Hemophilia May Be a Man’s World, but It’s Full of Superheroes

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by Jennifer Lynne |

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As a woman living with hemophilia, I’ve always understood that hemophilia is a man’s world. But I’ve also discovered that the men inhabiting this world are kind, compassionate superheroes with massive struggles of their own.

My first National Hemophilia Foundation conference was in 2018 in Orlando, Florida. More than 2,800 people gathered for the four-day event.

A conference highlight was the premiere of a documentary featuring Chris Bombardier, who lives with severe hemophilia B. His heroic quest to climb the world’s highest mountains is the subject of the documentary “Bombardier Blood.” The documentary and Chris received a well-deserved standing ovation.

men and hemophilia | Hemophilia News Today | A photo of the premiere of the documentary "Bombardier Blood" at the National Hemophilia Foundation conference in Orlando, Florida. A man is speaking on stage in front of a large screen.

The premiere of “Bombardier Blood” at the National Hemophilia Foundation conference in Orlando in 2018. (Photo by Jennifer Lynne)

The all-but-forgotten generation

I was looking forward to a session on aging with hemophilia. I bolted into the small Marriott conference room a few minutes late. The facilitators had arranged the room with the chairs in a circle. To me, this signaled an open discussion would take place. I felt all eyes move toward me, the only female in the room aside from the presenter.

Awkward. I pivoted to leave but remembered I had a vested interest in the topic. After all, I am aging with hemophilia. Feeling like I didn’t belong, I braced myself and took a seat in the circle.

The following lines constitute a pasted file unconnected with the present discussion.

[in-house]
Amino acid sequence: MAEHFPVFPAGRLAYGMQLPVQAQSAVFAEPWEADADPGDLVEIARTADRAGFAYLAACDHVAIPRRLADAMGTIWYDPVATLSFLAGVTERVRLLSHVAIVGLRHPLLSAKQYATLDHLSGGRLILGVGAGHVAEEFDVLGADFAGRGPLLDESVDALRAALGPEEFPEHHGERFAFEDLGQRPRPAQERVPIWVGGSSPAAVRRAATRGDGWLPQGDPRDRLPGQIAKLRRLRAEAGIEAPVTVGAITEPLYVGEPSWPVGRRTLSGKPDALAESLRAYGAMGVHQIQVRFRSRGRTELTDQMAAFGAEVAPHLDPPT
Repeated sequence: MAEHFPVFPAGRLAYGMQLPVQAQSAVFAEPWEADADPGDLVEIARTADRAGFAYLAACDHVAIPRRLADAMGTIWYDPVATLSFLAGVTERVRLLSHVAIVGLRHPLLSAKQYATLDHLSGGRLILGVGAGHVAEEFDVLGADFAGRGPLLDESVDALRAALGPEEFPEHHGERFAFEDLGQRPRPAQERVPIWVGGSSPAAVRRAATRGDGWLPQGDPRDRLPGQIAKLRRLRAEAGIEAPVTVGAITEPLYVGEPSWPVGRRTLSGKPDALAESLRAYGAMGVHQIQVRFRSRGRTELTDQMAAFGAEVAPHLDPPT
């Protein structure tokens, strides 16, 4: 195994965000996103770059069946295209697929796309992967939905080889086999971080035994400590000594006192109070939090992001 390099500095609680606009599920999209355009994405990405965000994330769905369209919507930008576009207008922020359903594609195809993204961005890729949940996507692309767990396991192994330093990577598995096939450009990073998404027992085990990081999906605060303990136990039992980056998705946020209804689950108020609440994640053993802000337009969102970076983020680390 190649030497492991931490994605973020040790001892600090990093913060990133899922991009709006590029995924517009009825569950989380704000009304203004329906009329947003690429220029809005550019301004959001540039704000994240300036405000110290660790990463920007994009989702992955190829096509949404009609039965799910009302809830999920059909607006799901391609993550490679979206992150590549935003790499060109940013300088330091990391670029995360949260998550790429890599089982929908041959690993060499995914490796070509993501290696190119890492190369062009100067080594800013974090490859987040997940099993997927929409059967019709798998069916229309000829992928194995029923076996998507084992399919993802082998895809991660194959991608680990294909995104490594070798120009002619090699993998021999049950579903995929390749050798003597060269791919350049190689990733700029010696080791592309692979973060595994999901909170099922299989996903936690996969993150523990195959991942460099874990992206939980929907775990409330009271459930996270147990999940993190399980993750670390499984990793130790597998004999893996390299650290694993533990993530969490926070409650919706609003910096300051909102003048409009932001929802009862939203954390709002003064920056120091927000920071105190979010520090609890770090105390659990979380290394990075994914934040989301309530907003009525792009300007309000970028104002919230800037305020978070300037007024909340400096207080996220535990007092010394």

Members of the first generation of men living into their 60s, 70s, and 80s with hemophilia were seated in the circle. Survivors who didn’t expect to grow old. Members of an all-but-forgotten generation of over 10,000 people with hemophilia who contracted HIV/AIDS from the clotting factors they needed to stop their bleeding.

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In 1960, the life expectancy of someone born with severe hemophilia was less than 20 years. In the late ’60s, the development of freeze-dried concentrates of the clotting factors from blood improved lives. But in the ’70s and ’80s, the clotting factor medicine became tainted with HIV/AIDS and hepatitis.

The National Hemophilia Foundation notes that, “From the late 1970s to the mid-1980s, about half of all people with hemophilia became infected with HIV after using contaminated blood products. An estimated 90% of those with severe hemophilia were infected with HIV. Many developed AIDS and thousands died.”

With improved treatment, the life expectancy of people born today with severe hemophilia has dramatically improved to about 10 years less than healthy men.

The D-word